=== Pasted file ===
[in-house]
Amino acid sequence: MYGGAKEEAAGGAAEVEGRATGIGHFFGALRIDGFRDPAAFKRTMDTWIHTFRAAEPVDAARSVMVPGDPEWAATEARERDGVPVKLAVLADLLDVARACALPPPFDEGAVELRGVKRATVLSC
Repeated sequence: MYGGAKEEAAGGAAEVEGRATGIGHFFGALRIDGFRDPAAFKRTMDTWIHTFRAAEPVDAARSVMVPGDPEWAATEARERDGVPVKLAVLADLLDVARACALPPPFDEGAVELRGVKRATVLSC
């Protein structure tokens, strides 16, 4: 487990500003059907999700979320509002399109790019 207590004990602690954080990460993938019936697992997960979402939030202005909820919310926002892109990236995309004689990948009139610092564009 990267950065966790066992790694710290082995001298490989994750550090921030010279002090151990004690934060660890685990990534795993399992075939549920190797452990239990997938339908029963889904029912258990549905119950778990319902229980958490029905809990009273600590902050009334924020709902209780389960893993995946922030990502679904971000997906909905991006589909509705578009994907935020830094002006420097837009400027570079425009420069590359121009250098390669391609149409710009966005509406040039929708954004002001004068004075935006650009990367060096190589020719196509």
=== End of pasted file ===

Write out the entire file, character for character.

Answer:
[in-house]
Amino acid sequence: MYGGAKEEAAGGAAEVEGRATGIGHFFGALRIDGFRDPAAFKRTMDTWIHTFRAAEPVDAARSVMVPGDPEWAATEARERDGVPVKLAVLADLLDVARACALPPPFDEGAVELRGVKRATVLSC
Repeated sequence: MYGGAKEEAAGGAAEVEGRATGIGHFFGALRIDGFRDPAAFKRTMDTWIHTFRAAEPVDAARSVMVPGDPEWAATEARERDGVPVKLAVLADLLDVARACALPPPFDEGAVELRGVKRATVLSC
């Protein structure tokens, strides 16, 4: 487990500003059907999700979320509002399109790019 207590004990602690954080990460993938019936697992997960979402939030202005909820919310926002892109990236995309004689990948009139610092564009 990267950065966790066992790694710290082995001298490989994750550090921030010279002090151990004690934060660890685990990534795993399992075939549920190797452990239990997938339908029963889904029912258990549905119950778990319902229980958490029905809990009273600590902050009334924020709902209780389960893993995946922030990502679904971000997906909905991006589909509705578009994907935020830094002006420097837009400027570079425009420069590359121009250098390669391609149409710009966005509406040039929708954004002001004068004075935006650009990367060096190589020719196509």